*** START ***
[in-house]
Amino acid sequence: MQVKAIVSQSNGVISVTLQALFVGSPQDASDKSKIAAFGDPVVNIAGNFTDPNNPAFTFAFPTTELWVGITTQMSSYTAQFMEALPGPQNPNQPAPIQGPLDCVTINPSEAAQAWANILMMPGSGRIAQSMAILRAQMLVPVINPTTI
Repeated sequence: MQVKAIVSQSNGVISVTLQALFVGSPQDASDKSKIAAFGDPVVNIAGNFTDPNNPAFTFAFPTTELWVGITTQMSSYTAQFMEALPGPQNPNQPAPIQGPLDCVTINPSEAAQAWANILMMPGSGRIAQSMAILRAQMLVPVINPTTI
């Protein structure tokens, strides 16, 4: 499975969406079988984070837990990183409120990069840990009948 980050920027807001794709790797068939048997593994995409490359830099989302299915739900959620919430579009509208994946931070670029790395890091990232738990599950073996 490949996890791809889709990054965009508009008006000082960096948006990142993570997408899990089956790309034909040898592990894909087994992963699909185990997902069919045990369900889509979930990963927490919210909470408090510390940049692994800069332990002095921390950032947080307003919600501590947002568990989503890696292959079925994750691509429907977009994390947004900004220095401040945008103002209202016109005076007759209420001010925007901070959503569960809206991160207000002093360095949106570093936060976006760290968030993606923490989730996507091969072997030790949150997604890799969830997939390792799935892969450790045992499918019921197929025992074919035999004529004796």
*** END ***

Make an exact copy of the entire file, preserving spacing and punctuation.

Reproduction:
[in-house]
Amino acid sequence: MQVKAIVSQSNGVISVTLQALFVGSPQDASDKSKIAAFGDPVVNIAGNFTDPNNPAFTFAFPTTELWVGITTQMSSYTAQFMEALPGPQNPNQPAPIQGPLDCVTINPSEAAQAWANILMMPGSGRIAQSMAILRAQMLVPVINPTTI
Repeated sequence: MQVKAIVSQSNGVISVTLQALFVGSPQDASDKSKIAAFGDPVVNIAGNFTDPNNPAFTFAFPTTELWVGITTQMSSYTAQFMEALPGPQNPNQPAPIQGPLDCVTINPSEAAQAWANILMMPGSGRIAQSMAILRAQMLVPVINPTTI
């Protein structure tokens, strides 16, 4: 499975969406079988984070837990990183409120990069840990009948 980050920027807001794709790797068939048997593994995409490359830099989302299915739900959620919430579009509208994946931070670029790395890091990232738990599950073996 490949996890791809889709990054965009508009008006000082960096948006990142993570997408899990089956790309034909040898592990894909087994992963699909185990997902069919045990369900889509979930990963927490919210909470408090510390940049692994800069332990002095921390950032947080307003919600501590947002568990989503890696292959079925994750691509429907977009994390947004900004220095401040945008103002209202016109005076007759209420001010925007901070959503569960809206991160207000002093360095949106570093936060976006760290968030993606923490989730996507091969072997030790949150997604890799969830997939390792799935892969450790045992499918019921197929025992074919035999004529004796």